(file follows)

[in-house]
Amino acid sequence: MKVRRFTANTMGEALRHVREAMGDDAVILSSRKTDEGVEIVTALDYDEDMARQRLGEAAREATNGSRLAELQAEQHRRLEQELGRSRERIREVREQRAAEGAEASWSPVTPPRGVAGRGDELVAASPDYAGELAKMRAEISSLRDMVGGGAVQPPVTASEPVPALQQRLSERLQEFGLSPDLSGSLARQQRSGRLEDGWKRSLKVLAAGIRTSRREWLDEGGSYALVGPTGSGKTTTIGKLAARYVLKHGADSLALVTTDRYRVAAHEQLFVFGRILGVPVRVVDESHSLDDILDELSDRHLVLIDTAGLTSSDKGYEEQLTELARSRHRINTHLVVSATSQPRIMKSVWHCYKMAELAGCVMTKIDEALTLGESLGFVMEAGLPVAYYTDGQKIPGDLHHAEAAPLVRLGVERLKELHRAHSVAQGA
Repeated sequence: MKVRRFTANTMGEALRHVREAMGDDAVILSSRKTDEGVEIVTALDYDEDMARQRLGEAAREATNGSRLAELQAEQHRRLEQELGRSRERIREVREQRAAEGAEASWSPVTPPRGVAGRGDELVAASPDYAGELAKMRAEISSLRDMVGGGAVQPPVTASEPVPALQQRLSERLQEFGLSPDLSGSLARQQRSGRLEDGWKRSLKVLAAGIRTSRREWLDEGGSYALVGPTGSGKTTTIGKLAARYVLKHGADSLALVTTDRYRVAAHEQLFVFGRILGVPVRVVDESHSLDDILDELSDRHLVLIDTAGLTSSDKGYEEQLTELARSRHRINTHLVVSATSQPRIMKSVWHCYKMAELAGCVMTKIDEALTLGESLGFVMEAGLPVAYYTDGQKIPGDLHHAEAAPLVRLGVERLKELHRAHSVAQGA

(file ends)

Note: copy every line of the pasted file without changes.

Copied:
[in-house]
Amino acid sequence: MKVRRFTANTMGEALRHVREAMGDDAVILSSRKTDEGVEIVTALDYDEDMARQRLGEAAREATNGSRLAELQAEQHRRLEQELGRSRERIREVREQRAAEGAEASWSPVTPPRGVAGRGDELVAASPDYAGELAKMRAEISSLRDMVGGGAVQPPVTASEPVPALQQRLSERLQEFGLSPDLSGSLARQQRSGRLEDGWKRSLKVLAAGIRTSRREWLDEGGSYALVGPTGSGKTTTIGKLAARYVLKHGADSLALVTTDRYRVAAHEQLFVFGRILGVPVRVVDESHSLDDILDELSDRHLVLIDTAGLTSSDKGYEEQLTELARSRHRINTHLVVSATSQPRIMKSVWHCYKMAELAGCVMTKIDEALTLGESLGFVMEAGLPVAYYTDGQKIPGDLHHAEAAPLVRLGVERLKELHRAHSVAQGA
Repeated sequence: MKVRRFTANTMGEALRHVREAMGDDAVILSSRKTDEGVEIVTALDYDEDMARQRLGEAAREATNGSRLAELQAEQHRRLEQELGRSRERIREVREQRAAEGAEASWSPVTPPRGVAGRGDELVAASPDYAGELAKMRAEISSLRDMVGGGAVQPPVTASEPVPALQQRLSERLQEFGLSPDLSGSLARQQRSGRLEDGWKRSLKVLAAGIRTSRREWLDEGGSYALVGPTGSGKTTTIGKLAARYVLKHGADSLALVTTDRYRVAAHEQLFVFGRILGVPVRVVDESHSLDDILDELSDRHLVLIDTAGLTSSDKGYEEQLTELARSRHRINTHLVVSATSQPRIMKSVWHCYKMAELAGCVMTKIDEALTLGESLGFVMEAGLPVAYYTDGQKIPGDLHHAEAAPLVRLGVERLKELHRAHSVAQGA